Students have been involved every step of the way. “The highlight for me has been knowing that the whole process was for the kids,” says the principal. “I came into a very broken school, and I thought, ‘these kids deserve the best’. They had to be involved. It’s all about them. We have done our schooling, and now we are just here as their teachers, to guide them.”
Children wanted ‘big spaces, outside and inside’, according to their principal. “They wanted bigger classrooms, computers and digital tech, a swimming pool, a new playground and playing courts that were big enough for the school. Previously we only had half courts. We were able to integrate it all into the design.”
As well as being involved in designing how the upgraded school would look, a new school logo also gave students a chance to get creative on paper too. Staff and students oversaw the creation, and also included the school community’s voice. From this, they determined the final design. The logo has been incorporated into the new building, being used within the kitchen backsplash fittings, for example, and bought to life the history of the school’s cultural narrative.
Students enjoyed seeing the building work progress and were included during the construction phase too, with contractors Watts & Hughes facilitating appropriate access for the students to view the works.
“This whole project has been a huge team effort,” smiles Latoa-Levi, who is quick to praise the efforts of Project Managers, Mike Barber and Reuben Strange and their team from Watts & Hughes, for whom she credits for making the construction process a safe, enjoyable and memorable experience for our school community. “They’ve been amazing and will be missed!”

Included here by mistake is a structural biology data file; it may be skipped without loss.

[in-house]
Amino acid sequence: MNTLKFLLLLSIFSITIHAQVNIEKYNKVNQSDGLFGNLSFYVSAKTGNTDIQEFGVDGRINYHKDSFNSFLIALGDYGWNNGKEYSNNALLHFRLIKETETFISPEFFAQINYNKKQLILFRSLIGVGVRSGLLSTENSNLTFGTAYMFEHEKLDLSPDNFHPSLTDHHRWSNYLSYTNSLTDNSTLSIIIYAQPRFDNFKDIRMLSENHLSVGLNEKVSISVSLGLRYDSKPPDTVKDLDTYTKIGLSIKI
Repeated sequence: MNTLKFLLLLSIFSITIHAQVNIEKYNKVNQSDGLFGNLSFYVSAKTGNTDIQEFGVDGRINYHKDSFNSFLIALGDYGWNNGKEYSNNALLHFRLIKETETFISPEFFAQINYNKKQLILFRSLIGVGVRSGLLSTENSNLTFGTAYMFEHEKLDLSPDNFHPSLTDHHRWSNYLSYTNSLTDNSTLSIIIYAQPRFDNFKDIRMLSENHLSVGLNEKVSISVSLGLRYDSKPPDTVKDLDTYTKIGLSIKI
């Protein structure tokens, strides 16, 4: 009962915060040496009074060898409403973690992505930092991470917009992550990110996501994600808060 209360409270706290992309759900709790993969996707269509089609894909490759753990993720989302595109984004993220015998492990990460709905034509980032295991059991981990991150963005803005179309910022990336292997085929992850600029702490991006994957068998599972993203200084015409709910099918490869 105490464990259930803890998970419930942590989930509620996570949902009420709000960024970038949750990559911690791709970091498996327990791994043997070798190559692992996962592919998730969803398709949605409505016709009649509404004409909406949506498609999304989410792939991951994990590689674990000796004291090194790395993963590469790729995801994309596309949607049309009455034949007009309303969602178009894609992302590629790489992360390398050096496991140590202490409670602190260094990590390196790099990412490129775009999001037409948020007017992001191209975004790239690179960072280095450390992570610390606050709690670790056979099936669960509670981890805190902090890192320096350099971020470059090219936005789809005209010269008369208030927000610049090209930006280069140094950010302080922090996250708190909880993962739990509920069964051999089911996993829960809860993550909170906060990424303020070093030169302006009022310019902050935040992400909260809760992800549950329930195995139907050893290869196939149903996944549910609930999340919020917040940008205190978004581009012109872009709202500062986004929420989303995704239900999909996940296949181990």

Transitioning from the old school building into the new one provided the project’s biggest challenge, says Latoa-Levi, with all students learning together in the school hall, before being relocated into the new studios in a staggered transition, with juniors moving in first then the seniors. “We had a crazy three months,” she says.
The majority of the school’s staff hadn’t worked in an open plan learning environment before. “So the biggest concern for them was the noise,” says Latoa-Levi. “The transition time gave us an opportunity to see what open plan learning looked like. Now, they’re sold on it!”
A kawanga whare took place before any students entered the new buildings, a part of the school upgrade process that was imperative for Latoa-Levi. “Before anyone could work in the building, there was a blessing to make sure the wairua was positive for our students and staff working here.”